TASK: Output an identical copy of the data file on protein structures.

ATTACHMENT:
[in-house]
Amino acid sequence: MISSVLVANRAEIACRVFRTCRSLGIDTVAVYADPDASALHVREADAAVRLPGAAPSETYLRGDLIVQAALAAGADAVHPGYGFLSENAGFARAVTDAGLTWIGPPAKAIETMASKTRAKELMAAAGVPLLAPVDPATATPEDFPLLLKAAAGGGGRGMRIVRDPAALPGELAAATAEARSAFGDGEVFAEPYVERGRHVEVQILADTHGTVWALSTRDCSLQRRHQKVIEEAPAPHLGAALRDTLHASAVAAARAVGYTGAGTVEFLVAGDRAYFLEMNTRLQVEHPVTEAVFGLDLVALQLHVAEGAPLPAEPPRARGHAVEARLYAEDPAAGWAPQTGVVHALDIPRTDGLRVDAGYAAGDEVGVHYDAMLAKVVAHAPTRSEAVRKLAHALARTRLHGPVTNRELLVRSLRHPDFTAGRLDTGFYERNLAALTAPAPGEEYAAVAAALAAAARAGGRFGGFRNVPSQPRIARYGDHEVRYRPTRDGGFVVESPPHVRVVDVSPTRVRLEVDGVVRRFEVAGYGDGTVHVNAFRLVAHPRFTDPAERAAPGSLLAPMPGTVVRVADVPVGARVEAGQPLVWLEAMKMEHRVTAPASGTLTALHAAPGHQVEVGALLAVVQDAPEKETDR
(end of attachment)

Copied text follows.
[in-house]
Amino acid sequence: MISSVLVANRAEIACRVFRTCRSLGIDTVAVYADPDASALHVREADAAVRLPGAAPSETYLRGDLIVQAALAAGADAVHPGYGFLSENAGFARAVTDAGLTWIGPPAKAIETMASKTRAKELMAAAGVPLLAPVDPATATPEDFPLLLKAAAGGGGRGMRIVRDPAALPGELAAATAEARSAFGDGEVFAEPYVERGRHVEVQILADTHGTVWALSTRDCSLQRRHQKVIEEAPAPHLGAALRDTLHASAVAAARAVGYTGAGTVEFLVAGDRAYFLEMNTRLQVEHPVTEAVFGLDLVALQLHVAEGAPLPAEPPRARGHAVEARLYAEDPAAGWAPQTGVVHALDIPRTDGLRVDAGYAAGDEVGVHYDAMLAKVVAHAPTRSEAVRKLAHALARTRLHGPVTNRELLVRSLRHPDFTAGRLDTGFYERNLAALTAPAPGEEYAAVAAALAAAARAGGRFGGFRNVPSQPRIARYGDHEVRYRPTRDGGFVVESPPHVRVVDVSPTRVRLEVDGVVRRFEVAGYGDGTVHVNAFRLVAHPRFTDPAERAAPGSLLAPMPGTVVRVADVPVGARVEAGQPLVWLEAMKMEHRVTAPASGTLTALHAAPGHQVEVGALLAVVQDAPEKETDR